Workplace Diversity And HR Management Challenges Featured

Introduction and Background


The constantly changing nature of work brought about by ICT has no doubts, revolutionized the practice, especially, delivery of Human Resource Management. For the same reasons, Human Resource (HR) practitioners all over the world have to keep track of developments in the field so as to be abreast of the latest trends and best practices that must be brought to bear in service delivery. Perhaps more challenging to HR practice at this time is the impending revolution of robots in the world of work, a development that most HR practitioners and employees see as the biggest threat to employment.

But unknown to many, the reality of having to effectively manage a progressively diverse workforce has been the crux of the matter in Human Resource Management. This is much so because the rules of equality and inclusion (that ought to be sacrosanct) continue to be violated in a world of work that is significantly uneven and vastly variegated on all essential human parameters such as gender, age, personality, education, race, ethnic background, political ideology, religion, and nationality. The menacing issues of inequality, segregation, and discrimination at work have always been part of organizations but are becoming more obvious, contemptible, and resistible as advances in ICT continue to shrink interpersonal and inter-organizational distances across continents into a global village.

SHRM (2005) defines workplace diversity as an inclusive corporate culture that strives to respect variations in employee personality, work style, age, ethnicity, gender, religion, socioeconomics, education and other dimensions in the workplace. Specifically, workplace diversity practices refer to efforts organizations engage in to provide an inclusive corporate culture that values differences and promotes opportunities for all employees (Lockwood, 2005). As these definitions suggest, and regardless of the challenges inherent in workplace diversity, its objectives are always to improve qualities of work and work life for the workforce, while its outcomes have made most organizations that embraced it prosperous.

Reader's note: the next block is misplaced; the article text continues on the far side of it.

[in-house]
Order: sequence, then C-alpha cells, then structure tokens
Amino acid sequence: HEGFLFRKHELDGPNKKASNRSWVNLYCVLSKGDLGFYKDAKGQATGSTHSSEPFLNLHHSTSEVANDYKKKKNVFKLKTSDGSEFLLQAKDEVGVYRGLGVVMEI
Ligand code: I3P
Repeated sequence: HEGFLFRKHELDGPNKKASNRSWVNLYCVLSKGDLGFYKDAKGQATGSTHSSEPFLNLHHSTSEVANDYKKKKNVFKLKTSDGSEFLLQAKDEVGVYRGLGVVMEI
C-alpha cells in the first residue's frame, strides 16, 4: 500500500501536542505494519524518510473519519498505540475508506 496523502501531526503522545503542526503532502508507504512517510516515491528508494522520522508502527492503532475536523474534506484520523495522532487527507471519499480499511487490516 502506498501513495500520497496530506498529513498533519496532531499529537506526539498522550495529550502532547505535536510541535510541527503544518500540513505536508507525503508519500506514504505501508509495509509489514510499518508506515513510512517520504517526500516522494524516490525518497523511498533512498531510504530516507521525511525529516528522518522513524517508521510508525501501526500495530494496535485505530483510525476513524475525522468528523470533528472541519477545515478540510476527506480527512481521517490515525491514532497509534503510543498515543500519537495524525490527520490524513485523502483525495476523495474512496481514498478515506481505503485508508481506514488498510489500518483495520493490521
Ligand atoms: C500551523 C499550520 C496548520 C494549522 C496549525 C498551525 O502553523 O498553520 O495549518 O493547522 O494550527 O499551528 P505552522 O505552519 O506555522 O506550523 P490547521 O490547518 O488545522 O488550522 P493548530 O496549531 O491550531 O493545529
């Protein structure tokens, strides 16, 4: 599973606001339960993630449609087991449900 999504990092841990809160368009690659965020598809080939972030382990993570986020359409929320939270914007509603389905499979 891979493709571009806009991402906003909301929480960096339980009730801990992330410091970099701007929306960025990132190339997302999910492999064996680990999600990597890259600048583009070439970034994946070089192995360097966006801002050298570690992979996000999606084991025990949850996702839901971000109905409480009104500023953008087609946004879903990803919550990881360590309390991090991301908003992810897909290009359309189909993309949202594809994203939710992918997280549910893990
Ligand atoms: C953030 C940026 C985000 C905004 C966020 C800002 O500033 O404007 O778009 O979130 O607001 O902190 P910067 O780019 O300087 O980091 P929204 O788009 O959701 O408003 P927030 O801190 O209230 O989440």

What Challenges do Workplace Diversity Pose for Human Resource Management and Why?


1. Hiring and Retaining a Diverse Group of Employees: The very foundation of workplace diversity is recruitment and maintenance of employees that are different from one another in all respects. It is the responsibility of the HR department or unit of any organization to see to the recruitment, selection, and placement of competent hands who must be people of both gender, all races, all ethnic groups, all religions, all ideologies, all socio-economic classes, and, possibly, all nationalities. Among other challenges here is the fact that HR professionals must select qualified candidates while promoting diversity, two roles that appear to be at cross purposes to each other. Because of the drive for employing an all-inclusive workforce, what job seekers, some of whom would eventually become employees whose differences are to be harnessed, think or perceive may be easily neglected, an act that is capable of undoing the diversity programme in its entirety. For example, job seekers are known to typically and openly criticize the priority that HR used to give inclusiveness over qualifications in making hiring decisions. As a reaction to this, and informed by research, HR professionals now agree that qualifications should be the most important selection criteria (Bucher, 2000)


2. Overburdening of HR staff with Diversity Matters: As of 2005, about three-quarters of organizations that were practicing in diversity programmes did not have staff dedicated exclusively to diversity, making it very likely that diversity fell under the purview of the HR function (SHRM, 2005). Things have improved significantly over the years as many, but not all corporate organizations now have separate departments/units coordinating diversity/inclusiveness programmes. The burden of combining these duo of enormous responsibilities remains the lot of several organizations in developing countries.